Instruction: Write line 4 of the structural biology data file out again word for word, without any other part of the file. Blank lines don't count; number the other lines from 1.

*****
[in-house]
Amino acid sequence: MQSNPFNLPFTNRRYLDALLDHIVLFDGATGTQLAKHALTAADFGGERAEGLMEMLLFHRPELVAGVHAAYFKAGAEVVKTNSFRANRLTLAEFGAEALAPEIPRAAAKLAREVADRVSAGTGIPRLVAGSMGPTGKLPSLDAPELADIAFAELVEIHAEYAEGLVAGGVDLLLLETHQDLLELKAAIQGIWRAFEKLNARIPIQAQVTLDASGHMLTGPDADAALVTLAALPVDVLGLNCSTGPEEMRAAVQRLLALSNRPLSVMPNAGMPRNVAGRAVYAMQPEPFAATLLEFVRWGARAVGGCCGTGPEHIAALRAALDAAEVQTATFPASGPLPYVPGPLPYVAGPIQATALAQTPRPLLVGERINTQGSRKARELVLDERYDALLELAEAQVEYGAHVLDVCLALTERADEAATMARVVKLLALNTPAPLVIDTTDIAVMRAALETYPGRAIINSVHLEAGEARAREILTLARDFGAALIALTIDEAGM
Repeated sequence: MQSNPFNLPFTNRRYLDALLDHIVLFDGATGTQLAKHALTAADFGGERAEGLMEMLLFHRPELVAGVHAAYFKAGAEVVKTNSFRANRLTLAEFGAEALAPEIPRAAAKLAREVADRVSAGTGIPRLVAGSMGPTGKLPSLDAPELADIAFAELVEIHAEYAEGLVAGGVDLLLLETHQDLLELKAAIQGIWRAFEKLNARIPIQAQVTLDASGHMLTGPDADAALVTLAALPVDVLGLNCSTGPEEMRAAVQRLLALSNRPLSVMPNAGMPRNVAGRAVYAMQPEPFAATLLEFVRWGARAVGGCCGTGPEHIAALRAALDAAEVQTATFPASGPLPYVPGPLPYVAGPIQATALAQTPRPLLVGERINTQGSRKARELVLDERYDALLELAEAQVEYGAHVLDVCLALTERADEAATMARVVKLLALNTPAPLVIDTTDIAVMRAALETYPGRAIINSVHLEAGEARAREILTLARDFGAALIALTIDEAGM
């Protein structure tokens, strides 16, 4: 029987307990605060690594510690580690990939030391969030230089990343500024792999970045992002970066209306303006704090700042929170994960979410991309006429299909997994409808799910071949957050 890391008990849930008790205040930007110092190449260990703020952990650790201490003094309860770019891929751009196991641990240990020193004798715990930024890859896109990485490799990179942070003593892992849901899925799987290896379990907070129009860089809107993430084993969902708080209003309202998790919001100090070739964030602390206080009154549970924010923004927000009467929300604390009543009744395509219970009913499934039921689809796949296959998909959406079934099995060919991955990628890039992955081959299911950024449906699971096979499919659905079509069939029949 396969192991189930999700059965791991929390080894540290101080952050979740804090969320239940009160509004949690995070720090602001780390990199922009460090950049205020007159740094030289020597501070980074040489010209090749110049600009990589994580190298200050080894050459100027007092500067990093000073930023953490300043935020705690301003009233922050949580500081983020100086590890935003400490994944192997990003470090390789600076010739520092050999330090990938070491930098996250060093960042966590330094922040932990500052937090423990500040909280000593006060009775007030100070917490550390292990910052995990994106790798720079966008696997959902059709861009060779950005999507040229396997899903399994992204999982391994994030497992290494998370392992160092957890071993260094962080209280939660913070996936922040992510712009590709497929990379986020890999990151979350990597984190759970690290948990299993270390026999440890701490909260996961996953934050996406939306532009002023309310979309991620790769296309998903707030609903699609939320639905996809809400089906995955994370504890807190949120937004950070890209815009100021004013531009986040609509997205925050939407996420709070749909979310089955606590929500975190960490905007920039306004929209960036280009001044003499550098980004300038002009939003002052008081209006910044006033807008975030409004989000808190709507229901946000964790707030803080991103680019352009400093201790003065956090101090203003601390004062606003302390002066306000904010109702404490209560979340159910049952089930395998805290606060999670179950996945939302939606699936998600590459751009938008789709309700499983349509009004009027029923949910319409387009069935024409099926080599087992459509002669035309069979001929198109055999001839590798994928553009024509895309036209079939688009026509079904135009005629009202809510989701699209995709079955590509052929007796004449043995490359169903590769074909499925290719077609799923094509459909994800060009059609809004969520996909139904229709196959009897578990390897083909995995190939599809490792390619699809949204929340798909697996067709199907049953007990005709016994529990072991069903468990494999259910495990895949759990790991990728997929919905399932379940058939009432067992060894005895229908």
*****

């Protein structure tokens, strides 16, 4: 029987307990605060690594510690580690990939030391969030230089990343500024792999970045992002970066209306303006704090700042929170994960979410991309006429299909997994409808799910071949957050 890391008990849930008790205040930007110092190449260990703020952990650790201490003094309860770019891929751009196991641990240990020193004798715990930024890859896109990485490799990179942070003593892992849901899925799987290896379990907070129009860089809107993430084993969902708080209003309202998790919001100090070739964030602390206080009154549970924010923004927000009467929300604390009543009744395509219970009913499934039921689809796949296959998909959406079934099995060919991955990628890039992955081959299911950024449906699971096979499919659905079509069939029949 396969192991189930999700059965791991929390080894540290101080952050979740804090969320239940009160509004949690995070720090602001780390990199922009460090950049205020007159740094030289020597501070980074040489010209090749110049600009990589994580190298200050080894050459100027007092500067990093000073930023953490300043935020705690301003009233922050949580500081983020100086590890935003400490994944192997990003470090390789600076010739520092050999330090990938070491930098996250060093960042966590330094922040932990500052937090423990500040909280000593006060009775007030100070917490550390292990910052995990994106790798720079966008696997959902059709861009060779950005999507040229396997899903399994992204999982391994994030497992290494998370392992160092957890071993260094962080209280939660913070996936922040992510712009590709497929990379986020890999990151979350990597984190759970690290948990299993270390026999440890701490909260996961996953934050996406939306532009002023309310979309991620790769296309998903707030609903699609939320639905996809809400089906995955994370504890807190949120937004950070890209815009100021004013531009986040609509997205925050939407996420709070749909979310089955606590929500975190960490905007920039306004929209960036280009001044003499550098980004300038002009939003002052008081209006910044006033807008975030409004989000808190709507229901946000964790707030803080991103680019352009400093201790003065956090101090203003601390004062606003302390002066306000904010109702404490209560979340159910049952089930395998805290606060999670179950996945939302939606699936998600590459751009938008789709309700499983349509009004009027029923949910319409387009069935024409099926080599087992459509002669035309069979001929198109055999001839590798994928553009024509895309036209079939688009026509079904135009005629009202809510989701699209995709079955590509052929007796004449043995490359169903590769074909499925290719077609799923094509459909994800060009059609809004969520996909139904229709196959009897578990390897083909995995190939599809490792390619699809949204929340798909697996067709199907049953007990005709016994529990072991069903468990494999259910495990895949759990790991990728997929919905399932379940058939009432067992060894005895229908």